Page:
The pearling transition provides evidence of force-driven endosomal tubulation during Salmonella infection

  • Bacterial pathogens exploit eukaryotic pathways for their own end. Upon ingestion, Salmonella enterica serovar Typhimurium passes through the stomach and then catalyzes its uptake across the intestinal epithelium. It survives and replicates in an acidic vacuole through the action of virulence factors secreted by a type three secretion system located on Salmonella pathogenicity island 2 (SPI-2). Two secreted effectors, SifA and SseJ, are sufficient for endosomal tubule formation, which modifies the vacuole and enables Salmonella to replicate within it. Two-color, superresolution imaging of the secreted virulence factor SseJ and tubulin revealed that SseJ formed clusters of conserved size at regular, periodic intervals in the host cytoplasm. Analysis of SseJ clustering indicated the presence of a pearling effect, which is a force-driven, osmotically sensitive process. The pearling transition is an instability driven by membranes under tension; it is induced by hypotonic or hypertonic buffer exchange and leads to the formation of beadlike structures of similar size and regular spacing. Reducing the osmolality of the fixation conditions using glutaraldehyde enabled visualization of continuous and intact tubules. Correlation analysis revealed that SseJ was colocalized with the motor protein kinesin. Tubulation of the endoplasmic reticulum is driven by microtubule motors, and in the present work, we describe how Salmonella has coopted the microtubule motor kinesin to drive the force-dependent process of endosomal tubulation. Thus, endosomal tubule formation is a force-driven process catalyzed by Salmonella virulence factors secreted into the host cytoplasm during infection.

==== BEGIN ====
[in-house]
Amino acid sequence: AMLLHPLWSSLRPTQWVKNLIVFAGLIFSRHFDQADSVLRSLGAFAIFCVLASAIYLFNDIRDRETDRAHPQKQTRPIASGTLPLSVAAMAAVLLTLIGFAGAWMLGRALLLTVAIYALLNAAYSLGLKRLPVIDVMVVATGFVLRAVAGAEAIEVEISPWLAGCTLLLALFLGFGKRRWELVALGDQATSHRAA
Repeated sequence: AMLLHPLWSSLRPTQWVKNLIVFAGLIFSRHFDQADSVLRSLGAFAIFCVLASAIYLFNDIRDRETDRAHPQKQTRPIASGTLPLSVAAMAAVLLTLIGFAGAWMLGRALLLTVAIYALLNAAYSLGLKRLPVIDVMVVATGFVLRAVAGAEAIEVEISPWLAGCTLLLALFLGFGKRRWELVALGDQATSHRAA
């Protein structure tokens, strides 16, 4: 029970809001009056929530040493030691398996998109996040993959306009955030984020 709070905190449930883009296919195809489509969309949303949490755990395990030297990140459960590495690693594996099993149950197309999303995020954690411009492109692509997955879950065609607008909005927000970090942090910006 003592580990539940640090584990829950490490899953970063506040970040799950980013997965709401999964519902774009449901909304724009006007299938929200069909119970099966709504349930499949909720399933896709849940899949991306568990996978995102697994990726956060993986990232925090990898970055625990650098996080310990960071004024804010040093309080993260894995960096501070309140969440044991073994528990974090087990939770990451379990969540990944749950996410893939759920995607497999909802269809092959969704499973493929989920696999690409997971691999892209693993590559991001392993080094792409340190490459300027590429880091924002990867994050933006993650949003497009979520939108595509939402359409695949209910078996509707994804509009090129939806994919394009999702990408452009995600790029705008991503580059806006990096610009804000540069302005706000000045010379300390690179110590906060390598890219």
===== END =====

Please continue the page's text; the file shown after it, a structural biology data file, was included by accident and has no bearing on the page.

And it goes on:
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Author:Yunfeng Gao, Christoph Klaus Spahn, Mike HeilemannORCiDGND, Linda J. Kenney
URN:urn:nbn:de:hebis:30:3-468664
DOI:https://doi.org/10.1128/mBio.01083-18
ISSN:2150-7511
ISSN:2161-2129
Pubmed Id:https://pubmed.ncbi.nlm.nih.gov/29921673
Parent Title (English):mBio
Publisher:American Society for Microbiology
Place of publication:Washington, DC
Contributor(s):Tarek Msadek
Document Type:Article
Language:English
Year of Completion:2018
Date of first Publication:2018/06/19
Publishing Institution:Universit├Ątsbibliothek Johann Christian Senckenberg
Release Date:2018/07/17
Tag:Salmonella Typhimurium; Salmonella-induced filaments; SseJ; endosomal tubulation; kinesin; pearling transition; superresolution microscopy
Volume:9
Issue:3, e01083-18
Page Number:10
First Page:1
Last Page:10
Note:
ASM publishes mBio articles under the Creative Commons Attribution license. Starting in 2016, articles are covered under a Creative Commons Attribution 4.0 International license.The author(s) retains copyright under this license. Others may adapt, reorganize, and build upon the published work for noncommercial purposes, as long as credit to the author and original article is given, and the new work, which includes the previously published content, is licensed under identical terms.
HeBIS-PPN:435716042
Institutes:Biochemie, Chemie und Pharmazie / Biochemie und Chemie
Dewey Decimal Classification:6 Technik, Medizin, angewandte Wissenschaften / 61 Medizin und Gesundheit / 610 Medizin und Gesundheit
Sammlungen:Universit├Ątspublikationen
Licence (German):License LogoCreative Commons - Namensnennung 4.0